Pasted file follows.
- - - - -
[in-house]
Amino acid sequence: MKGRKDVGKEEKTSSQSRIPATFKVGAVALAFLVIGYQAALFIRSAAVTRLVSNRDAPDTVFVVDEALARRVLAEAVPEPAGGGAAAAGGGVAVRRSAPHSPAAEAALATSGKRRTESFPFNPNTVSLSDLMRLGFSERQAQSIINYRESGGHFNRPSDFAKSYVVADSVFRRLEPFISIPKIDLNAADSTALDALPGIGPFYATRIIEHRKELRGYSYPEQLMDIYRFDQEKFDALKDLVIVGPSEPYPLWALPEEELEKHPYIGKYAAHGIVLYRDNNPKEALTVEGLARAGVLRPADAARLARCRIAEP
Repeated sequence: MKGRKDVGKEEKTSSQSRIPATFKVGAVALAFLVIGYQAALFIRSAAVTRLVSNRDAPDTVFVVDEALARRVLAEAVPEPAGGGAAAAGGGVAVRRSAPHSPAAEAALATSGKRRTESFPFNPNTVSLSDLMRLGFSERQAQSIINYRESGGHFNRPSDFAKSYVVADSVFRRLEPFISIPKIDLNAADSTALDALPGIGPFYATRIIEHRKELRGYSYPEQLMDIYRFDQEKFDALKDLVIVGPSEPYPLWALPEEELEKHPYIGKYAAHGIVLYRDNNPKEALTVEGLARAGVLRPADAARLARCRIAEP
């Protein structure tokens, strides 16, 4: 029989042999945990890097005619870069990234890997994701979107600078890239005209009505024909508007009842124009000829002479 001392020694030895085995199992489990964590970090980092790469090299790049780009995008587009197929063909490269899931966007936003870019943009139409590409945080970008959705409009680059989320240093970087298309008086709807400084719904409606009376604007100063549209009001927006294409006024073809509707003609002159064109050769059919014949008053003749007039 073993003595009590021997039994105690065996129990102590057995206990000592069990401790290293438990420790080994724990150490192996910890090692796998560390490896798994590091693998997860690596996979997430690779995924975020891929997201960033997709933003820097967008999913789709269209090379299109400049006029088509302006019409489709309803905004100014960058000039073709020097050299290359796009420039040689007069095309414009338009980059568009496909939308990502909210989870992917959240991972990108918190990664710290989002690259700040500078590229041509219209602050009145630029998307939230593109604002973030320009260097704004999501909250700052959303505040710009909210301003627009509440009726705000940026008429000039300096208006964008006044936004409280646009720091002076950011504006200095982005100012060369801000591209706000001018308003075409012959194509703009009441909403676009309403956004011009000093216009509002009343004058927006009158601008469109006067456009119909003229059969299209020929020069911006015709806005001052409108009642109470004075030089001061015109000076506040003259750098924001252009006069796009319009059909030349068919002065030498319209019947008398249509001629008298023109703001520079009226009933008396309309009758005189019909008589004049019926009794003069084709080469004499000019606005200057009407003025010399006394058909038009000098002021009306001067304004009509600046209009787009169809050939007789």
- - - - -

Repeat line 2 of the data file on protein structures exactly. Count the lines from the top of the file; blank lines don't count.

Amino acid sequence: MKGRKDVGKEEKTSSQSRIPATFKVGAVALAFLVIGYQAALFIRSAAVTRLVSNRDAPDTVFVVDEALARRVLAEAVPEPAGGGAAAAGGGVAVRRSAPHSPAAEAALATSGKRRTESFPFNPNTVSLSDLMRLGFSERQAQSIINYRESGGHFNRPSDFAKSYVVADSVFRRLEPFISIPKIDLNAADSTALDALPGIGPFYATRIIEHRKELRGYSYPEQLMDIYRFDQEKFDALKDLVIVGPSEPYPLWALPEEELEKHPYIGKYAAHGIVLYRDNNPKEALTVEGLARAGVLRPADAARLARCRIAEP